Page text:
The concept took off as soon as it had been presented. The local economy was badly depressed at that time, so the city's merchants thought that it was a great idea. A few enlightened townsmen would be given an opportunity to buy a certain percentage of the deal. Vince even asked me if I wanted to become a part of this brilliant plan. The project was approved almost immediately, and planning began for building.

The project first ran into trouble on the third year after its initiation. The computers cost much more than Vince and the engineers had planned. It appeared as if this extra expenditure and an unexpected rise in inflation had drained the project's capital. Most of the townhouses had been finished already, all except for the massive cooling systems of the hidden computer room. The importance of these systems was tremendous. The computer room was to be placed in the side of a hill, so it would be hard to cool. If the computer blew, then the whole system would be out of commission. It was plain to all that this project would fail if more money couldn't be obtained in the near future; as for now there was no money.

Vince was under extreme pressure. Millions of dollars had been staked on his judgment. If he couldn't solve this problem, he would lose almost everything. A meeting was called for all those who had some part in the deal. I too was there. Several angry businessman cursed at Vince and told him that he was a failure. I'll never be able to forget all the hatred and anger that flew across that room. I was also at a loss. Vince had never failed before. I always thought Vince could do anything. Vince had always been a superman to everyone. Nobody ever thought he was capable of a failure this great.

I don't believe that even Vince thought he had really failed, for the next day he had a plan. It would make it hard for the resort to operate at first, but eventually the resort would pay for itself, and the loss would be eliminated. The plan was to postpone indefinitely the shipment of security devices. The amount of money left, then, would be used to account for the cooling systems. A few shortcuts would be made on the efficiency of the system, and there would only be one access to the computer room, thus, saving the money of dynamiting out further space for a safety access. The dynamiting process was scheduled to begin the next week, just before the computers arrived, so the plan could work.

Everybody thought it was a brilliant vision. Vince had come through for everyone, and everyone was again lost in Vince's radiance. For a moment I also was in a wild sense of euphoria, but then I realized the danger of what he was doing. The losses of efficiency and a second access were serious safety hazards. I protested, but my feeble protests for nothing against his brilliant plan. “The winter,” the businessmen argued, “will keep it cool.” It was truly hard for them to kick against the pricks, for he had saved the city. He was the savior. I promptly left the meeting.

The project was completed in time for the next winter, and it was a success. No one even missed the security system, as hundreds of tourists came in over the course of the winter. Vince was a success. He made over a million dollars that winter alone, and I wondered how happy he must have been. Everything did operate well, as Vince had said, until the second winter.

It was on a bright January noon that life hit Vince. It was a Friday; and school had been dismissed early, so I was walking home. Although it was snowing off and on, the sun seemed brighter than normal, and I had to wear my hat to shield my eyes from its blaze. The park was lifeless, as the trees had lost their leaves. As I stepped on the sidewalk, I heard the usual siren that signifies something is on fire. It was customary for me to look to the hills when that happened, and this time I followed the custom and wondered. Rudcus sold hot foods at the factories this time of year in a peddling truck. Suddenly this peddling truck came wheeling around the corner so quickly that two of its wheels went off the ground. It was Rudcus, and he was racing toward the firehouse. When the fire truck came out of the firehouse, I also jumped on it. Rudcus told me what happened. The computers at the resort at overheated due to an overload on the system. A transformer at the entrance had blown so rigorously that the passageway to the tunnel had caught on fire (being made out of all natural materials). Vince and his five-year-old daughter had been inside.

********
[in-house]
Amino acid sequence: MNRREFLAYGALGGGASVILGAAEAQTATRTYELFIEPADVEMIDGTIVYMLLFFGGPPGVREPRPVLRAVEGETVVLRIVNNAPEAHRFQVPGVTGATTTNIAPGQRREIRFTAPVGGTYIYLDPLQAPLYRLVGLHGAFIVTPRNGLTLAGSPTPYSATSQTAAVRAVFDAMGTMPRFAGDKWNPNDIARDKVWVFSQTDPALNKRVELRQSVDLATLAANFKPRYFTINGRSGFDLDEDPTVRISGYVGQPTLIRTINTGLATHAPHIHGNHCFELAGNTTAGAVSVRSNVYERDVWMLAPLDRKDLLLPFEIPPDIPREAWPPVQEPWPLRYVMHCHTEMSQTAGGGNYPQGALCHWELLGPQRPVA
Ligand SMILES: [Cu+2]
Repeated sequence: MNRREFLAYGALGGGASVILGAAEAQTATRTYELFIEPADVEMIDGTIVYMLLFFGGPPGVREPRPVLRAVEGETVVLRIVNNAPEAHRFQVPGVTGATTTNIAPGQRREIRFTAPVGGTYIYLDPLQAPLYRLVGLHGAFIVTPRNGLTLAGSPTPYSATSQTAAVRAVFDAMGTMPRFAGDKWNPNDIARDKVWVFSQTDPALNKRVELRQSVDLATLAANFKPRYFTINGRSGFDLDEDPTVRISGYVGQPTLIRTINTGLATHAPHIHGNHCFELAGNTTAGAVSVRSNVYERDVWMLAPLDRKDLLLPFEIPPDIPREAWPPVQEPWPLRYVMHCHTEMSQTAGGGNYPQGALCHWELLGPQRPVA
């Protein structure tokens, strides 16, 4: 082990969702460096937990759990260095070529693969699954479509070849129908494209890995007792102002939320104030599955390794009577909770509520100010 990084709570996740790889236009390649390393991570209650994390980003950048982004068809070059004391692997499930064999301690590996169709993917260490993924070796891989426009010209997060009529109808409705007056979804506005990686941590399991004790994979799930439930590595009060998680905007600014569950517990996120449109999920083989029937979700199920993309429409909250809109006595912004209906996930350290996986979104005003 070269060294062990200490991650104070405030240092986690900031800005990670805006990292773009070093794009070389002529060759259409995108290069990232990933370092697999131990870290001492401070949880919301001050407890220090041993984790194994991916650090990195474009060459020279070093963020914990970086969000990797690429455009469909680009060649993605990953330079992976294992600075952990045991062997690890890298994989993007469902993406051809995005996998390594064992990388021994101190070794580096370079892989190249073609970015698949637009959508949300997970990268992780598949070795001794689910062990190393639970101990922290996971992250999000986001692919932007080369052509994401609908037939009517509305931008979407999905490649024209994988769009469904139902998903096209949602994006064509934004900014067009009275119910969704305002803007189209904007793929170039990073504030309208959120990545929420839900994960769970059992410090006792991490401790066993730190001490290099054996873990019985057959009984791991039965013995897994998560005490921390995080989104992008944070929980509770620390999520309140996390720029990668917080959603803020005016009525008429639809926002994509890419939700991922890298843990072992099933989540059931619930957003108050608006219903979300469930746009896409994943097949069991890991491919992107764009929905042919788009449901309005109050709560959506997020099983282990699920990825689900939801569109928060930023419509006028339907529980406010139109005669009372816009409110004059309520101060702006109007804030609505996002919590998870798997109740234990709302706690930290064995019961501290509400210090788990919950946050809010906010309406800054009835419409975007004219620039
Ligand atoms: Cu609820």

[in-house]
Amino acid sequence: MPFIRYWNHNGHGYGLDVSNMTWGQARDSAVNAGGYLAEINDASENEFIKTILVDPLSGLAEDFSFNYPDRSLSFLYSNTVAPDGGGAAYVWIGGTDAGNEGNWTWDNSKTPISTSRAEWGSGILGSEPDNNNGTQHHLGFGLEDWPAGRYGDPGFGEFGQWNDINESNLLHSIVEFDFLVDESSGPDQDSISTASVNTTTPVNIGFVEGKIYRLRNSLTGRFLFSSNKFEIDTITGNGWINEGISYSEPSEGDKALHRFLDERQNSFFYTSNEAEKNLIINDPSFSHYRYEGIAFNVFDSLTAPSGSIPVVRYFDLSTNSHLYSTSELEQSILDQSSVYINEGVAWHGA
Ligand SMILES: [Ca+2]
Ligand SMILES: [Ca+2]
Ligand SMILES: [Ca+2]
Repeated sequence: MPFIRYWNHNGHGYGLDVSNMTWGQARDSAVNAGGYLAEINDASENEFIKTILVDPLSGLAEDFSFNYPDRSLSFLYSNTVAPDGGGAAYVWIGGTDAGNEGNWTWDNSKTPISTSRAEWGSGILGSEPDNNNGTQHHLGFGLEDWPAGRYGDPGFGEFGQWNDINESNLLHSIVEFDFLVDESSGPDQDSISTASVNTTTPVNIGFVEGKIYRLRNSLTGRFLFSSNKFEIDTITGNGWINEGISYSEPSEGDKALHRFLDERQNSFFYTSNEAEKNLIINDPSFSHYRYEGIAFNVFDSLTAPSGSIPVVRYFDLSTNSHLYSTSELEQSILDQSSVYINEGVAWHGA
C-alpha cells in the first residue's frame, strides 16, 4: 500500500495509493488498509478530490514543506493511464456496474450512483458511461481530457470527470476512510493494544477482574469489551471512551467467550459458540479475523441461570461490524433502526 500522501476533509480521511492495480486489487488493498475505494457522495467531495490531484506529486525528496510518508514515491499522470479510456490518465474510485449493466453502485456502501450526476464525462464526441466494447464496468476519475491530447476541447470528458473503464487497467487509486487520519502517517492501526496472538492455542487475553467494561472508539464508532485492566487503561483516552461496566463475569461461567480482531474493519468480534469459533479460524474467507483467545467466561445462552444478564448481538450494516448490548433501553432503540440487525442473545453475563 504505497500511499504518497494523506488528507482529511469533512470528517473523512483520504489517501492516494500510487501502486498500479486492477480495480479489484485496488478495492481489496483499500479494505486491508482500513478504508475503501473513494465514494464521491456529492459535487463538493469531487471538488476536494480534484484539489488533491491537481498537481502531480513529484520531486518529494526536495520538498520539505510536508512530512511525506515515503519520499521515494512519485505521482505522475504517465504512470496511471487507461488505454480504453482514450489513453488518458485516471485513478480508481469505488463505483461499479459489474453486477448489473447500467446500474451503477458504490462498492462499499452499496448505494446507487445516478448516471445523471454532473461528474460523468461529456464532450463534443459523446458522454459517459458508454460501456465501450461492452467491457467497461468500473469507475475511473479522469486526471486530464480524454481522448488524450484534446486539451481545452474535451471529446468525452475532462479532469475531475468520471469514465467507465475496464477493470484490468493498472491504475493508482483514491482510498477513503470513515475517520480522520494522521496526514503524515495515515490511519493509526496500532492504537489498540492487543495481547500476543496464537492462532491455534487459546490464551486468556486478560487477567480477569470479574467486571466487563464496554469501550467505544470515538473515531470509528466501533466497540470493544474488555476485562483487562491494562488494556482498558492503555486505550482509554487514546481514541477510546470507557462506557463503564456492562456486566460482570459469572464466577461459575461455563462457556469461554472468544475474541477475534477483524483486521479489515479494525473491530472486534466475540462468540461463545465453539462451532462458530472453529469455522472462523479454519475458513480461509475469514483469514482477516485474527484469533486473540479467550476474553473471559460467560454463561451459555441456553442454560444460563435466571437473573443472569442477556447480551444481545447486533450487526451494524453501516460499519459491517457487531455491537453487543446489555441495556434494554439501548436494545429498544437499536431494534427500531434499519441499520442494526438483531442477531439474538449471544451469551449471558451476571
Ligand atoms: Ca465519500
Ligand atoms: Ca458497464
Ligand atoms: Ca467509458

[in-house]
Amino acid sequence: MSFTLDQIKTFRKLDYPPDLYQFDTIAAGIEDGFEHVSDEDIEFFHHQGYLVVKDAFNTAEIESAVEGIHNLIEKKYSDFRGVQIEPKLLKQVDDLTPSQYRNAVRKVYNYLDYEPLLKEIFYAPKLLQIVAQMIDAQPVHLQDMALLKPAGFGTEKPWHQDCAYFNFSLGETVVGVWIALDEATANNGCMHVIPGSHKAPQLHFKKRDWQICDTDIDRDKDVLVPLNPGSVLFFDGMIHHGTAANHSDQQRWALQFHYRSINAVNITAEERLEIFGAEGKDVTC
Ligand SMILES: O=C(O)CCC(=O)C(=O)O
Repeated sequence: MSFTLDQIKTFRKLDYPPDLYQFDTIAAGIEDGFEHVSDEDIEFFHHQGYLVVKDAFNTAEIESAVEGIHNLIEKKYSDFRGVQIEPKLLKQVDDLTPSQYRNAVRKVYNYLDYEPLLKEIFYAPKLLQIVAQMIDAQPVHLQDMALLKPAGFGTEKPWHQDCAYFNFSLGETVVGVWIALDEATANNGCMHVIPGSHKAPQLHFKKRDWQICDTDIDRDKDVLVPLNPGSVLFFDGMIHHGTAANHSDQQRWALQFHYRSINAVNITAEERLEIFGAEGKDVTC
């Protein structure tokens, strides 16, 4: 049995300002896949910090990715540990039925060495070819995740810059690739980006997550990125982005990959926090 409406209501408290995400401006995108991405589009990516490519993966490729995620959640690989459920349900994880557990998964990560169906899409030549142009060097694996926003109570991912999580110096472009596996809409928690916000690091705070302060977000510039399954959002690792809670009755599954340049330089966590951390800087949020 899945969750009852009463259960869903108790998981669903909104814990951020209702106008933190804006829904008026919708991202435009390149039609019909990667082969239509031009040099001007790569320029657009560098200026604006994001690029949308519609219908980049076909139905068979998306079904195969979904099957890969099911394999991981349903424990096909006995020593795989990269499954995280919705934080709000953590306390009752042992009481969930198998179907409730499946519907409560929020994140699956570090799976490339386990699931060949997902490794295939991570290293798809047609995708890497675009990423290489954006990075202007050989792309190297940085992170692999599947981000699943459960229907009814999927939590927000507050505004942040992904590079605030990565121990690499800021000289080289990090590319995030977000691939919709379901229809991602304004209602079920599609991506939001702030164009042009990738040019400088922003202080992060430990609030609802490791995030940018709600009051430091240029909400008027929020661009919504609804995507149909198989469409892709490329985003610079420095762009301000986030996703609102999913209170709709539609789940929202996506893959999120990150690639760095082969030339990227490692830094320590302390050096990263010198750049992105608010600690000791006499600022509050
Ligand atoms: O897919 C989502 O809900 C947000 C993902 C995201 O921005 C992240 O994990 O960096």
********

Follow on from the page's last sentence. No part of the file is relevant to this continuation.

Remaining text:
When we arrived, there was hardly any method of getting inside the computer room. Rudcus, wearing the only flame suit, practically ran through the flames in order to save them. Vince had efficiently blocked the entrance, so the fire had not yet reached the innermost part. I don't know exactly how Rudcus made it into the room but he did. The next thing I saw was Rudcus running out of the flames. He had the child in a blanket, and he was on fire. When the fire on him was extinguished, he stood there, badly burned, yet with his muscles just as strong as ever. In his arms was the small, frail girl, unconscious, yet unscathed by the fire.

The fire died down enough for second attempt, Vince was removed from the computer room. He was alive, but in a coma from severe burns and smoke inhalation. He was immediately taken to the hospital. I spent many hours there, trying to comfort April. She was very distressed to think that Vince could not conquer death. I took the time to buy a rose like the one I had bought so long ago, and she placed it at his bedside as a remnant of hope and light. For a while we thought he was going to recover. He seemed to be getting better. It was Sunday night when we heard the doctor being called to Vince’s room. Vince’s body could no longer function and he had died. No special lights, no extra privileges, nothing out of the ordinary accompanied his death. One moment Vince was alive and on the road to recovery. The next moment he was dead. There were no flowers for Algernon. His rose had withered and his lights had all gone out.